Silent reading seems like a thing of the past for people like me who are no longer a part of the public school system. I’m pretty sure every public elementary, middle, and high school in America enforced silent reading, and maybe—hopefully—they still do. At my school in Newhall, California, this reading time was referred to as D.E.A.R., or Drop Everything And Read, and I looked forward to DEAR-ing. Think about it: every day, Monday through Friday, there were fifteen minutes set aside in which all I had to do was read. It was incredible.
I believe that if there were a place I could go to read, and be surrounded by other people reading, I would read more often. It’s like when I go to a coffee shop to do work because I can’t get work done at home; for whatever reason, I am more motivated to get work done, read, or write when I am surrounded by others doing similar things.
The Sorrento Hotel in Seattle, Washington has figured out what readers want: a comfortable, classy environment in which they can read, be surrounded by many others reading, and drink $5 Manhattans all night. The “event” is a Silent Reading Party, and it is held in the hotel’s “Fireside Room” on Wednesday nights. I write event with quotation marks because it isn’t necessarily an event; there is no time you are required to show up, and there is no duration of time you must stay. Nothing even really happens: people show up, they read, and they leave. That’s it. And every week, the event is packed, which makes me wonder why more hotels—or any other businesses—elsewhere in the country don’t host silent reading parties. My friends and I would go there every week if there were one in Long Beach or somewhere within an hour’s drive.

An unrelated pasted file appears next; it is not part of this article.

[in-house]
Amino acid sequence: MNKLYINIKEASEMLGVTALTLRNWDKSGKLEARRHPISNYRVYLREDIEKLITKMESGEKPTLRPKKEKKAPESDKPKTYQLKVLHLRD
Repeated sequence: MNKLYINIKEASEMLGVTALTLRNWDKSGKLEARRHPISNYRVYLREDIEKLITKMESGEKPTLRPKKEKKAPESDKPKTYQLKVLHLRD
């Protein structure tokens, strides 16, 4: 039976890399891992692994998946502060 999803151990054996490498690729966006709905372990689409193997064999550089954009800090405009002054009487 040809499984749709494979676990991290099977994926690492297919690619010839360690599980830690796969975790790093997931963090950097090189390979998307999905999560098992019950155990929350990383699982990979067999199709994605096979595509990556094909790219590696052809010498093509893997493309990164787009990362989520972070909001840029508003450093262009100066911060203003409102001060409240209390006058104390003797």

The hotel’s website says the party is hosted because people don’t want to read alone. Maybe this reasoning is a generalization, but I find myself in agreement. When I spend an afternoon reading a really great book in my room, I feel like I haven’t done anything with my day; going somewhere to read, where I can interact with others if I want to, would make me feel much more accomplished. The Stranger’s article about the Silent Ready Party explores another reason people might attend: date night and date-seeking. I have to agree—it’s rather sexy to see a guy reading. Seeing the focus on his face would make me wonder what he’s reading about, and curiosity about his book (or journal, newspaper, etc.) would give me a reason to say hello. From the medium, genre, title, or author, I can tell what kind of person he is. If he’s reading a newspaper, he cares about what’s going on in the world; if he’s reading Nicholas Sparks, I know to stay far away from him; if he’s reading Joyce, he’s probably nerdy and capable of discussing literature (a quality I find attractive).
I propose that we, the people of Los Angeles County, start a reading club. Who’s with me?
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